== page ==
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Career path: From small practise to bigger firms

career path for newly qualified accountant from a small practise

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Hi,

I have recently qualified in a very small practise (8-10 staffs), most of our clients are micro-small companies/sole traders. I have got quite a lot experience in account prep, VAT returns, bookkeeping, tax returns, payroll etc. The salary I'm currently on is not meeting what I expected (26k-28k in Birmingham), so I'm planning to move to a bigger firm as I really want to get more experience with bigger clients in different sectors etc.

There's nothing wrong with the current place that im working which is also why I have worked there for 4 years and I've never thought about leaving. Its just the pay and the client portfolio that bothers me a bit. Since I started my career in accountancy quite late (I am 36 years old already), so I'm starting to worry about my career path. I can see that my boss wouldn't really give me a lot of pay rise in the coming years (maybe 1k a year), he is the kind of person that kept saying he's broke but receiving 100k dividend a year. Also, most of our clients are in the same industry so I did not have much exposure to other industries/bigger clients.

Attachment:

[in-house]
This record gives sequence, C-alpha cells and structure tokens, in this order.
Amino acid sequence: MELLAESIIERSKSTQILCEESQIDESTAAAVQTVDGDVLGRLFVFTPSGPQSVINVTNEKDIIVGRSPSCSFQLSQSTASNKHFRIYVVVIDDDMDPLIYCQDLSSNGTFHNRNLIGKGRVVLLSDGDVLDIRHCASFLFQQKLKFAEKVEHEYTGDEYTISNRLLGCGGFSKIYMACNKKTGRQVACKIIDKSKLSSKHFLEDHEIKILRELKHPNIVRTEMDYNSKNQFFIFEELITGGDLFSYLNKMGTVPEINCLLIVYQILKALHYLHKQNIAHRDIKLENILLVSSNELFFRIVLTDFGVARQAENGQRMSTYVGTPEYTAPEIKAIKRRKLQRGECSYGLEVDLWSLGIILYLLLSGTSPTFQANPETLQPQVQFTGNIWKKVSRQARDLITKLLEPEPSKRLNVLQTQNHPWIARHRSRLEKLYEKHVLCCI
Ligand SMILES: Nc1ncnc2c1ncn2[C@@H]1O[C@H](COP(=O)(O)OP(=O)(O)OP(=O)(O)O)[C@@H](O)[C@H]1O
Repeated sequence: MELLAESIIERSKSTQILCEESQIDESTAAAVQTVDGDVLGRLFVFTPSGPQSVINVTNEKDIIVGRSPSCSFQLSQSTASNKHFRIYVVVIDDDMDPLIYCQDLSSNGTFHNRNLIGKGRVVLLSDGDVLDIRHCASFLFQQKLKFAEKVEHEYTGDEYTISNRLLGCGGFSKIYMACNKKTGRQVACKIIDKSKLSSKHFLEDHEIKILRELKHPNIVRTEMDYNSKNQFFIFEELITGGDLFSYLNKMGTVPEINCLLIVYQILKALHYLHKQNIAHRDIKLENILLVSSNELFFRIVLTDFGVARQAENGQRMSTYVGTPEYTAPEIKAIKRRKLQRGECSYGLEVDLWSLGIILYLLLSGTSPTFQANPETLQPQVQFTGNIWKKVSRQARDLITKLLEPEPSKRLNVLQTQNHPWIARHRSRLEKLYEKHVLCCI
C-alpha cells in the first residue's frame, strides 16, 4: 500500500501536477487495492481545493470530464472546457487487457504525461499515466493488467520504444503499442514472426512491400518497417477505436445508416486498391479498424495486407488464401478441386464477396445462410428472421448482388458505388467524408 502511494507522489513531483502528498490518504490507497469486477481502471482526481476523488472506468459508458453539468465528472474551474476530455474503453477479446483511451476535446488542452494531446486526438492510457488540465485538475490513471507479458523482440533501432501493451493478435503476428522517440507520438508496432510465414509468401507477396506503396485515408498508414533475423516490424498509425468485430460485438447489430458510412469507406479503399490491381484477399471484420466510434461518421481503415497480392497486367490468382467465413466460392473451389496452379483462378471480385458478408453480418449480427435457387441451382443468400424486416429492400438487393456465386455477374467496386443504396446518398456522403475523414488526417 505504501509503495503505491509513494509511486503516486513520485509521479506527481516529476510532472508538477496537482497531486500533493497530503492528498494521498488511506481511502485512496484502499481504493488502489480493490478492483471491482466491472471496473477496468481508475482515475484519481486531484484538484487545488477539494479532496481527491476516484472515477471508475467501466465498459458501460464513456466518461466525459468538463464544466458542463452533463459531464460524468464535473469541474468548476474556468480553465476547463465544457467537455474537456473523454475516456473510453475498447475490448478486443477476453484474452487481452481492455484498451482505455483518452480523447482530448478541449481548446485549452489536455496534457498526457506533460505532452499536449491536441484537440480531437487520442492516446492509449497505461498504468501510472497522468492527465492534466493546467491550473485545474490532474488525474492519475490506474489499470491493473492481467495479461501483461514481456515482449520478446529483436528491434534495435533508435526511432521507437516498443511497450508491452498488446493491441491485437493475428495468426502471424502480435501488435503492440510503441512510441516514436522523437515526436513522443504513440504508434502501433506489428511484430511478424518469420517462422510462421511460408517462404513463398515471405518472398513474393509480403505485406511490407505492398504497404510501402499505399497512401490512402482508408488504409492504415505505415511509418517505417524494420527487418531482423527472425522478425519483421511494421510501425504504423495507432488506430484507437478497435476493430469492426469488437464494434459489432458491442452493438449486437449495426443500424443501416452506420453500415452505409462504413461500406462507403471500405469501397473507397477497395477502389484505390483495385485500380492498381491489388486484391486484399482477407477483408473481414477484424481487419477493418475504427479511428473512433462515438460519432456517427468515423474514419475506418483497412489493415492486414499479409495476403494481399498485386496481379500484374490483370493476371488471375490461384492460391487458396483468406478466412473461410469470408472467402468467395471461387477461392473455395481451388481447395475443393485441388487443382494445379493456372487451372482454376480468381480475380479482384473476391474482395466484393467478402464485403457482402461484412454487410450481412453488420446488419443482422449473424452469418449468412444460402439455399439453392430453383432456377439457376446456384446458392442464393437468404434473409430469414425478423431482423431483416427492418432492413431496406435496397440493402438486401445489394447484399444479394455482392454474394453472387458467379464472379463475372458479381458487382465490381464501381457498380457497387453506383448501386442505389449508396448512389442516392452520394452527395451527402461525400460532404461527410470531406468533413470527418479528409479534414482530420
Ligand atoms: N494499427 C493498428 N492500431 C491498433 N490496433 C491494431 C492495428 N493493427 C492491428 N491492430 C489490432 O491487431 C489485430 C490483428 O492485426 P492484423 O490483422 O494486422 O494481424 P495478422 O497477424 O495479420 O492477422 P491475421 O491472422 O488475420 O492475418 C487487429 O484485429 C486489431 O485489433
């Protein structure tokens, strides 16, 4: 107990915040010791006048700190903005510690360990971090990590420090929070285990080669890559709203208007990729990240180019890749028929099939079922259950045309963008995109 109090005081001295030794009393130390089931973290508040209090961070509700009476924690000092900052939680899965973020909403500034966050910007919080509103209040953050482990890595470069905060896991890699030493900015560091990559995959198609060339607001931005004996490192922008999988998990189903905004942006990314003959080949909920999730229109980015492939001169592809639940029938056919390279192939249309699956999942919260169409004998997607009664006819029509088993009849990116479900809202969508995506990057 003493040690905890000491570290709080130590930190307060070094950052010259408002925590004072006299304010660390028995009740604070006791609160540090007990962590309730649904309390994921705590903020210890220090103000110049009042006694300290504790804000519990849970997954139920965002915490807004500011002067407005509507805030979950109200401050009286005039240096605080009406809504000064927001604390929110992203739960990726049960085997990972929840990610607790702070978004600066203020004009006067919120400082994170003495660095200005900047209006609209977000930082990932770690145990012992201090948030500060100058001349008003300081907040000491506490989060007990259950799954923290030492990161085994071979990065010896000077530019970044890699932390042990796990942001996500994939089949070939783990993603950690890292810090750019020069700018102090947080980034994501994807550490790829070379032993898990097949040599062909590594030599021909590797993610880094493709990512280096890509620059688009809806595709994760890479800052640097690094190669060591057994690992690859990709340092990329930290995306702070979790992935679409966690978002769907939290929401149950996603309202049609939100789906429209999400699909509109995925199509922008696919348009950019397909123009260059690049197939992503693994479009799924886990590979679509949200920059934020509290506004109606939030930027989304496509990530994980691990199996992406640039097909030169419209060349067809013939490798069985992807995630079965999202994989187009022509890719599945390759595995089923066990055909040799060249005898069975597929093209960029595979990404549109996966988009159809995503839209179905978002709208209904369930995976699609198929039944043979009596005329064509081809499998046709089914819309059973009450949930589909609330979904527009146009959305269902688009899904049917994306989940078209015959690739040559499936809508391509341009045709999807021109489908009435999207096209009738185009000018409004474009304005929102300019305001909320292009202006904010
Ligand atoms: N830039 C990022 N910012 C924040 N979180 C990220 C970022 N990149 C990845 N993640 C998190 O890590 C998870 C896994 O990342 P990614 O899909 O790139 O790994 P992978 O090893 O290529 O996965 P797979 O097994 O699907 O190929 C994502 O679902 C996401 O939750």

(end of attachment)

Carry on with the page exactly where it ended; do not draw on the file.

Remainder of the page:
I was hoping to set up my own practise eventually, but I always thought I should get some experience working in a bigger firm.

What are the best ways to apply for jobs in bigger firms? Since this is my first accountancy job, I have no idea how I could get a job in bigger firms. When I look at their job advert, the job descriptions seem to be quite specific and technical, which are not what I usually do in my current role. As far as I know, I probably need to choose the area that I would have most experience in eg. tax, consulting, audit etc. however, my current role is quite a well-rounded role (except audit), so im not sure what I could really do

Am I too old to move to bigger firms? Given that I am 36 already, is it too late to make the change?

Or should I just keep working in the same place for 1-2 years and get a practising certificate and start my own journey?

Replies (30)

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By David Ex
22nd Jul 2021 00:23

I suspect that the work, and working practices, of a small practice are so different from a large firm that it would be quite difficult to adapt and for you to get a role in the first place. You appear to acknowledge this in your question.